In tribute to the 1912 Lawrence Textile Strike January 11.

Posted: January 11, 2015 in Fight Back, For your information, for your reflection, In Remembrance, Solidarity, Workers Unite!

In tribute to the women, children and men who went out on strike in Lawrence Massachusetts on January 11, 1912.

The Lawrence textile strike was a strike of immigrant workers in Lawrence, Massachusetts in 1912 led by theIndustrial Workers of the World (IWW). Prompted by a two-hour pay cut corresponding to a new law shortening the workweek, the strike spread rapidly through the town, growing to more than twenty thousand workers and involving nearly every mill in Lawrence. The strike united workers from 51 different nationalities. Carried on throughout a brutally cold winter, the strike lasted more than two months, defying the assumptions of conservativetrade unions within the American Federation of Labor (AFL) that immigrant, largely female and ethnically divided workers could not be organized. In late January, when a bystander was killed during a protest, IWW organizersJoseph Ettor and Arturo Giovannitti were arrested on charges of being accessories to the murder. IWW leadersBill Haywood and Elizabeth Gurley Flynn came to Lawrence to run the strike. Together they masterminded its signature move, sending hundreds of the strikers’ hungry children to sympathetic families in New York, New Jersey, and Vermont. The move drew widespread sympathy, especially after police stopped a further exodus, leading to violence at the Lawrence train station. Congressional hearings followed, resulting in exposure of shocking conditions in the Lawrence mills and calls for investigation of the “wool trust.” Mill owners soon decided to settle the strike, giving workers in Lawrence and throughout New England raises of up to 20 percent. Within a year, however, the IWW had largely collapsed in Lawrence.

The Lawrence strike is often referred to as the “Bread and Roses” strike, or, the “strike for three loaves”. The phrase “bread and roses” actually preceded the strike, however, appearing in a poem by James Oppenheim published in The Atlantic Monthly in December 1911. However, a 1916 labor anthology, The Cry for Justice: An Anthology of the Literature of Social Protest by Upton Sinclair, attributed the phrase to the Lawrence strike and the association stuck. “Bread and roses” has also been attributed to socialist union organizer Rose Schneiderman.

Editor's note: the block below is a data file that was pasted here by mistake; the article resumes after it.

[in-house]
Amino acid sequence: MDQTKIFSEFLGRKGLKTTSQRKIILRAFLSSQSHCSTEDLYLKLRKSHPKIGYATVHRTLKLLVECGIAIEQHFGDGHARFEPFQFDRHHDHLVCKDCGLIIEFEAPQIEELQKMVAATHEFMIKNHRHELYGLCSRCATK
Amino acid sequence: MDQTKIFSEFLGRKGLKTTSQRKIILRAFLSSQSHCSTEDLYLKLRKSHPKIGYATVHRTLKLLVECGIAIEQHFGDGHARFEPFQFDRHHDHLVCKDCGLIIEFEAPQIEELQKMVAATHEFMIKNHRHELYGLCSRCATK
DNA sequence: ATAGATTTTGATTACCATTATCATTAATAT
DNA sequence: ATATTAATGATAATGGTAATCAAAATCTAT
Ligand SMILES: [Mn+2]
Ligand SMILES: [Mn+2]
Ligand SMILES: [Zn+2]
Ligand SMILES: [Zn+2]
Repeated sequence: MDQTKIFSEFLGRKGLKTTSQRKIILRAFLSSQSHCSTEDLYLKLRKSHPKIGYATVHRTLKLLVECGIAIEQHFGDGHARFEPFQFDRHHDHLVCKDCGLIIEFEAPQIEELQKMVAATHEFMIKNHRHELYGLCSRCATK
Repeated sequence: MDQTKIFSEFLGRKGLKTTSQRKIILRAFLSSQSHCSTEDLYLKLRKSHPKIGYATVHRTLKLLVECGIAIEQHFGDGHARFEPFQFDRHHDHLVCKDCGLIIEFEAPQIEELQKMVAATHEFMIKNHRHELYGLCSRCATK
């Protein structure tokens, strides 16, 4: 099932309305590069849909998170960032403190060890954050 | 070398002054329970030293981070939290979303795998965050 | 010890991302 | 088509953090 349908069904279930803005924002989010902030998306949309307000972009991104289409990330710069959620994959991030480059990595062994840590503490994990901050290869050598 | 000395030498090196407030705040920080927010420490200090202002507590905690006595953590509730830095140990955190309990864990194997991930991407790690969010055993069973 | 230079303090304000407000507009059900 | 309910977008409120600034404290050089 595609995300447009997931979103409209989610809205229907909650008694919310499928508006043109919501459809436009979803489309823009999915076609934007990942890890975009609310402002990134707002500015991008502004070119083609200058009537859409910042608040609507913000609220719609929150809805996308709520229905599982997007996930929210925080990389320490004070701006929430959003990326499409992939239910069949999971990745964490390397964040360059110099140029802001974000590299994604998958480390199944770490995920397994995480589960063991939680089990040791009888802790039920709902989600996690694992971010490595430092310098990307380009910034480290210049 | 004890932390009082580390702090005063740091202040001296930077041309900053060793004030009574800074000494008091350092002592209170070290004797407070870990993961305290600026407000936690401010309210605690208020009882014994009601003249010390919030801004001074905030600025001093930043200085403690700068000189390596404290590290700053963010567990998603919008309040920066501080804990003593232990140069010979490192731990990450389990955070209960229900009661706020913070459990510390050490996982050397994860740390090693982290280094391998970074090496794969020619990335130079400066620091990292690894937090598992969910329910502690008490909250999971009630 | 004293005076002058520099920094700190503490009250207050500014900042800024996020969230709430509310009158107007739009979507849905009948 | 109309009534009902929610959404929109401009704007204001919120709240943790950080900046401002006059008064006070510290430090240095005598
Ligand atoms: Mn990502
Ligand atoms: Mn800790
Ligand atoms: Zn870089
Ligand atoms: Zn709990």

From the Bread and Roses Facebook Page:

‘IT TAKES TEN POLICEMEN TO HANDLE ONE WOMAN!’ At the start of the Jan. 1912 Bread & Roses Strike, mill owners wrongly predicted a quick end to it. They were shocked when they learned that enraged Italian women who had happened upon a lone police officer on an icy bridge stripped him of his gun, club, and badge, sliced the officer’s suspenders, took off his pants, and dangled the officer over the freezing river. Lawrence’s district attorney lamented, “One policeman can handle 10 men, while it takes 10 policemen to handle one woman.” A horrified boss, described women activists as full of “lots of cunning and also lots of bad temper. They’re everywhere, and it’s getting worse all the time.”

'IT TAKES TEN POLICEMEN TO HANDLE ONE WOMAN!' At the start of the Jan. 1912 Bread & Roses Strike, mill owners wrongly predicted a quick end to it. They were shocked when they learned that enraged Italian women who had happened upon a lone police officer on an icy bridge stripped him of his gun, club, and badge, sliced the officer’s suspenders, took off his pants, and dangled the officer over the freezing river. Lawrence's district attorney lamented, “One policeman can handle 10 men, while it takes 10 policemen to handle one woman.” A horrified boss, described women activists as full of “lots of cunning and also lots of bad temper. They’re everywhere, and it’s getting worse all the time.”
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